Today is Another CBA Negotiation "Deadline," But There Are Bridges to Sell

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Today is Another CBA Negotiation “Deadline,” But There Are Bridges to Sell

Chicago Cubs

Throughout this lockout – well, particularly the last month or so – I’ve thought a lot about my responsibility to be a filter for the reader. I’m not saying it’s some grand assignment or anything like that, but I do want to make sure I don’t share information without providing enough context for you all to know where I think things *REALLY* stand in the negotiations. If you’re at all like me, there have just been too many fits and starts and hopes and gut-punches to feel like any “deadline” is meaningful at this point.

Today is another “deadline.” But my caveat at the top is there to remind you – and myself – that nothing that follows is me suggesting that I expect the deadline to matter. It is still the most likely outcome that multiple more games of chicken are coming, and this might became a weekly thing: deadline on Tuesday, another week of games cancelled on Wednesday. Any individual Tuesday where you believe ‘THIS IS THE DAY!’ is the same Tuesday that someone successfully sells you a bridge.

But, of course, it’s my gig to share the information as we have it, and offer up my thoughts. So, here’s the latest.

If there is no deal by tonight, MLB says it’ll cancel another week of games. And it’s a carrot-stick deadline, since MLB is reportedly offering to make up the already cancelled games if a deal is done by tonight – effectively, MLB is telling the players if they make a deal today, they get full 162-game pay (carrot); if no deal, then they will lose at least two weeks’ pay (stick). That’s about 7.5% of the season, or a loss of $300 million for the players. (The loss of pay and/or service time would be subject to a fight down the road, mind you, but that’s the implied threat from MLB today.)

What MLB is doing is betting that the players might, today, decide that ensuring they get that $300 million (plus any other potential future losses) is more than they might make up in the CBA if they hold out another couple weeks or months. By the math, the owners are probably right on that (though they also stand to start losing out pretty significantly when they have to start rebating broadcasting money in late April). In other words, the owners – who have already gotten the players to give up every significant ask – are still in the mode they have seemingly been in since November: either they get another massive CBA win, or they happily lose April games. Nothing has changed on that front. Now it’s just more specific and tangible, because the offers from each side have narrowed, and we know that a specific week or two of games is on the table today.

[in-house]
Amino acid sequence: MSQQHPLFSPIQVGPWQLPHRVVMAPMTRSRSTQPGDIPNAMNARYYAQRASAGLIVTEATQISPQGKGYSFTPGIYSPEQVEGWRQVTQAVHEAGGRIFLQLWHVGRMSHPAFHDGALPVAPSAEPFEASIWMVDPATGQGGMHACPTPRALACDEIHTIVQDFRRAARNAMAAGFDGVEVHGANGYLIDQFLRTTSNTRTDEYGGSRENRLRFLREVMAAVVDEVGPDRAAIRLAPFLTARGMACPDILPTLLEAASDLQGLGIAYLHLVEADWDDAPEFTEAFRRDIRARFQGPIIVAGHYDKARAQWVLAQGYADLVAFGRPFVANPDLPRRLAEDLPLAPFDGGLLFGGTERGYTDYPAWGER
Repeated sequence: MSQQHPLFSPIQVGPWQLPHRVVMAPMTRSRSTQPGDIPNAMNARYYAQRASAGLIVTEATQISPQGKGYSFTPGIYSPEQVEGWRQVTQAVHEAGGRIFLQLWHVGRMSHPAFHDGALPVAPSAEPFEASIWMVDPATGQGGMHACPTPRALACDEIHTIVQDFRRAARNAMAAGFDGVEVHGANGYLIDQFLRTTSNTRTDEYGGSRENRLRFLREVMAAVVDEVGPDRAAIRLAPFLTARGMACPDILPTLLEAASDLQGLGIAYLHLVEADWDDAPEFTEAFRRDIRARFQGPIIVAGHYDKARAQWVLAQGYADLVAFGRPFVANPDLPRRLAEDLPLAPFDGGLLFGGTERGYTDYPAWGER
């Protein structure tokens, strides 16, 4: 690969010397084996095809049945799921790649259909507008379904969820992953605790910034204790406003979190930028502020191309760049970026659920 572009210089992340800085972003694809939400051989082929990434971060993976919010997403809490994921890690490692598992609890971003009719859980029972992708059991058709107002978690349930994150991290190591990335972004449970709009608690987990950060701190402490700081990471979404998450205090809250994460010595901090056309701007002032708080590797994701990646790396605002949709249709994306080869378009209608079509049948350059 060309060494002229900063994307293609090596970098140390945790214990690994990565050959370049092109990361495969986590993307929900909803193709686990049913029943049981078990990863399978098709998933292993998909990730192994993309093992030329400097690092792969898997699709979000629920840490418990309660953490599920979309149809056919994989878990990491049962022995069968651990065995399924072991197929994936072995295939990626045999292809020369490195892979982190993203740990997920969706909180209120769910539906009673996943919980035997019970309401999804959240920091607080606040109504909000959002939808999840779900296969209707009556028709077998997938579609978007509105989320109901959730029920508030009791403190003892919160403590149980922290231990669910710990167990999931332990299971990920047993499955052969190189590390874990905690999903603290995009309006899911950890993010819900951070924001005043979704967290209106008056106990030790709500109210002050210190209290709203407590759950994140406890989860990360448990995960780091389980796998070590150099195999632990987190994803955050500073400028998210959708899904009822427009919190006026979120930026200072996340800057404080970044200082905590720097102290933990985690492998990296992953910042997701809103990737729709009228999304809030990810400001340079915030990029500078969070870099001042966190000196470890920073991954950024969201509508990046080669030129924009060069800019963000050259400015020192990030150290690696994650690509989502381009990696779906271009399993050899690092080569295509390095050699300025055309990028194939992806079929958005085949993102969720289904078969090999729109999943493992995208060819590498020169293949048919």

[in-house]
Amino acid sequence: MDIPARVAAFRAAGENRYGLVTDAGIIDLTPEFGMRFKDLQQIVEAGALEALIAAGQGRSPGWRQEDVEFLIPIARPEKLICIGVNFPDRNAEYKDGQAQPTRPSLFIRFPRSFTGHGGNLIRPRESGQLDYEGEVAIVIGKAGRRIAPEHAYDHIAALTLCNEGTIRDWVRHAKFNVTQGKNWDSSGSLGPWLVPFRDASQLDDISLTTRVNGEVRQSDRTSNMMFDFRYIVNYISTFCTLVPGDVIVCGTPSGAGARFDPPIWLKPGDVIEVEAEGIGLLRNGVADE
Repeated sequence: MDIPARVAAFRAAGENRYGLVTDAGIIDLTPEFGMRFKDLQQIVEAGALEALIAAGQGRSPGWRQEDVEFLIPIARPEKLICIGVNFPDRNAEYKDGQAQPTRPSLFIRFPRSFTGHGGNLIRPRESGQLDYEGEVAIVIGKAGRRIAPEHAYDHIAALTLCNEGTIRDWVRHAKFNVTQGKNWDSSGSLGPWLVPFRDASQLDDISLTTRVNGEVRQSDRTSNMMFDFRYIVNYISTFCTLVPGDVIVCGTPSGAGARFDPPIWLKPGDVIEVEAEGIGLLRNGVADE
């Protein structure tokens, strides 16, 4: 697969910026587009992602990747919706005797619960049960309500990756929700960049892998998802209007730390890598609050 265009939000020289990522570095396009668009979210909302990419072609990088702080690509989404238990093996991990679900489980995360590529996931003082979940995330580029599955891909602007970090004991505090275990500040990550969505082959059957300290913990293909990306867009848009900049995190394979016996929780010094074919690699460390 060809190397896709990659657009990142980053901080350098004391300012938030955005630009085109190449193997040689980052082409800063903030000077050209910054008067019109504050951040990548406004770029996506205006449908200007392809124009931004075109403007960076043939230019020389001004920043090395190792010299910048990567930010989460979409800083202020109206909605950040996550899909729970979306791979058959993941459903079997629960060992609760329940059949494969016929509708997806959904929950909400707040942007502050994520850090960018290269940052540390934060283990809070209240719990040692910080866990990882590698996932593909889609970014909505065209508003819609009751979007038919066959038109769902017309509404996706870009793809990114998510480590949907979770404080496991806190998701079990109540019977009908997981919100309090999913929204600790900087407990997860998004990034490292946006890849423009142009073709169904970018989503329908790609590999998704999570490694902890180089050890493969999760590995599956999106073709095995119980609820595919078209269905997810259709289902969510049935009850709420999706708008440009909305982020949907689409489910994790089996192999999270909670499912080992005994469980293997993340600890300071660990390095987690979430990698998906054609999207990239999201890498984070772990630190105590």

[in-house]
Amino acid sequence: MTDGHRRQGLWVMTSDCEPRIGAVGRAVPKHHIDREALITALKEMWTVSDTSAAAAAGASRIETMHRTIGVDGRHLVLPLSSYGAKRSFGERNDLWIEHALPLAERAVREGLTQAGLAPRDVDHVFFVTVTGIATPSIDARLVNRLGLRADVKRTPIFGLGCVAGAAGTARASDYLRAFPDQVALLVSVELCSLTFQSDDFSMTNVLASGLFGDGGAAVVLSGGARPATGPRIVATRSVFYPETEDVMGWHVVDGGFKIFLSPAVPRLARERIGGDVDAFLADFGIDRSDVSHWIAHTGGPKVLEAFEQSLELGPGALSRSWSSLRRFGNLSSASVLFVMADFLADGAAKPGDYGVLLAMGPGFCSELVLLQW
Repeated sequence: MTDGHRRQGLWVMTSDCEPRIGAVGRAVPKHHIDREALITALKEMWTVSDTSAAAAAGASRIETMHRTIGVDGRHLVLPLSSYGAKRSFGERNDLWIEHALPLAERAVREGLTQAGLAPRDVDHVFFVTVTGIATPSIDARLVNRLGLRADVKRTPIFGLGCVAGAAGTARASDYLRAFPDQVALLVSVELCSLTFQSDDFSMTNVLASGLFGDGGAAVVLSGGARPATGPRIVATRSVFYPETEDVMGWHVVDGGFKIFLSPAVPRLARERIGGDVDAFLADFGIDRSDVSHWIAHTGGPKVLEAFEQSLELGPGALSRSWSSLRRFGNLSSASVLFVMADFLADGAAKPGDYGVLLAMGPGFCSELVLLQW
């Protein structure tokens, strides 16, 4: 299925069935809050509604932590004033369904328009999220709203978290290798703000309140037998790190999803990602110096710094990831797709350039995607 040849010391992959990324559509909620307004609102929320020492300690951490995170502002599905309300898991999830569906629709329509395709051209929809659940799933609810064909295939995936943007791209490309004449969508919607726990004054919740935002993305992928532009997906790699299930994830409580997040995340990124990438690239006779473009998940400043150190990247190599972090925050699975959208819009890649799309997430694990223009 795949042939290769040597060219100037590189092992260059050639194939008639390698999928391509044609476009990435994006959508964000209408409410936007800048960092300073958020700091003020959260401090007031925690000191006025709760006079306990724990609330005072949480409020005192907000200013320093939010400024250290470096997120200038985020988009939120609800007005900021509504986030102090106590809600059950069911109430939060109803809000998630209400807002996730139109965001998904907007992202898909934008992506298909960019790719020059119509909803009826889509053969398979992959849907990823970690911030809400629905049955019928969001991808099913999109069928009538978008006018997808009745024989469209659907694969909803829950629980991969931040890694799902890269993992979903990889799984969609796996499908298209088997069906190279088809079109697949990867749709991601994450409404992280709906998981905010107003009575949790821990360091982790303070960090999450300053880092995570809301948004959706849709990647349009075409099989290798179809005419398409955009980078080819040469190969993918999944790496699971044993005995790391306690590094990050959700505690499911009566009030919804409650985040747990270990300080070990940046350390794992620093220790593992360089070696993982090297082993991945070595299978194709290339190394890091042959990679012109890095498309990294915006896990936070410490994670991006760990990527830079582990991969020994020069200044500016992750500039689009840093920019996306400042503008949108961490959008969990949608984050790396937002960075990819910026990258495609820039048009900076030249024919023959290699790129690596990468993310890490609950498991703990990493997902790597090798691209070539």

I don’t like any of it. I don’t like how any of this negotiation has gone, and I don’t like the idea that the players are now between a rock and a hard place. Most of all, I don’t like how I find myself hoping that a deal just gets done today, no matter the cost. I’m a fan after all, and I just want baseball. Like an idiot, I keep hoping that the owners will finally tee up a deal I could responsibly describe as “fair,” but we have yet to see anything even approaching that.

It’s just another reminder of how this whole situation sucks. I don’t even know if an entirely “good” outcome is possible today. We’ll see what happens and evaluate from there.

But again: the information available to us since November suggests a deal today is highly unlikely, deadline or not.

Jeff Passan has a good write-up on where things stand heading into today, where there might be cautious optimism, but he also advises that the existing gaps are still too large to think a deal today is likely. It turns out that a lot of significant proposal swapping happened yesterday in secret, which is probably a good sign, but the only thing we know is that the owners offered to move up the first tier of the first year of the luxury tax from $220 million to $228 million (players have been at $238 million), and the final year’s first tier to $238 million (players have been at $263 million). That move, alone, doesn’t necessarily seem massive (especially given Evan Drellich’s caution that it came with “major strings” attached). It’s a good bump. Arguably the first good bump we’ve seen from the owners on the luxury tax, and puts their number roughly in the range folks were projecting when the lockout started. But the raise to $238 million throughout the five years of the deal is pretty darn modest, and it’s still unknown what the upper tiers or the penalties look like in this latest offer.

Stay tuned for today’s negotiations, but (1) cross your fingers that there AREN’T constant leaks, and (2) remember that a deal is maybe something like a 10% proposition.



Author: Brett Taylor

Brett Taylor is the Editor and Lead Cubs Writer at Bleacher Nation, and you can find him on Twitter at @BleacherNation and @Brett_A_Taylor.